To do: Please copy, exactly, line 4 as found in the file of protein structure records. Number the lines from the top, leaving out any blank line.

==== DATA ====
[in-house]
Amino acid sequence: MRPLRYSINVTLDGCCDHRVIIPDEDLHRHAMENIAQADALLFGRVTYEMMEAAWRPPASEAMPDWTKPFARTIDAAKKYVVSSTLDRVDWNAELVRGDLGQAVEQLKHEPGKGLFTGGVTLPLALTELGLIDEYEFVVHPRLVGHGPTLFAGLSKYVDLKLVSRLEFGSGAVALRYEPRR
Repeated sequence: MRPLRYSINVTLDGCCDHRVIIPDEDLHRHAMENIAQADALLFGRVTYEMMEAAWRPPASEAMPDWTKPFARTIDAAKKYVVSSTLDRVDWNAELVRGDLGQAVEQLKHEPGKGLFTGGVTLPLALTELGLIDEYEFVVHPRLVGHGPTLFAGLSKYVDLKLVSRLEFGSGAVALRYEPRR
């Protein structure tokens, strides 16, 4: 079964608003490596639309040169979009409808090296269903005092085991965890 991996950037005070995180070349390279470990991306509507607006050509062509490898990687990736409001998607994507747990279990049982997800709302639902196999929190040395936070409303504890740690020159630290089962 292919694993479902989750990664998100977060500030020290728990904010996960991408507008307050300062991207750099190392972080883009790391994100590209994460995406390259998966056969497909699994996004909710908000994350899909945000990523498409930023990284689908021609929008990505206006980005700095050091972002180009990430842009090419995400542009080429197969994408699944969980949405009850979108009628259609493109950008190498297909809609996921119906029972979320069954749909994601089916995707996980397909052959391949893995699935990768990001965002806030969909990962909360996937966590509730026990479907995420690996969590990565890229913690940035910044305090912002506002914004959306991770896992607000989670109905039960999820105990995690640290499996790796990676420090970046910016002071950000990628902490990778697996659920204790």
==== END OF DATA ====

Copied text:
């Protein structure tokens, strides 16, 4: 079964608003490596639309040169979009409808090296269903005092085991965890 991996950037005070995180070349390279470990991306509507607006050509062509490898990687990736409001998607994507747990279990049982997800709302639902196999929190040395936070409303504890740690020159630290089962 292919694993479902989750990664998100977060500030020290728990904010996960991408507008307050300062991207750099190392972080883009790391994100590209994460995406390259998966056969497909699994996004909710908000994350899909945000990523498409930023990284689908021609929008990505206006980005700095050091972002180009990430842009090419995400542009080429197969994408699944969980949405009850979108009628259609493109950008190498297909809609996921119906029972979320069954749909994601089916995707996980397909052959391949893995699935990768990001965002806030969909990962909360996937966590509730026990479907995420690996969590990565890229913690940035910044305090912002506002914004959306991770896992607000989670109905039960999820105990995690640290499996790796990676420090970046910016002071950000990628902490990778697996659920204790």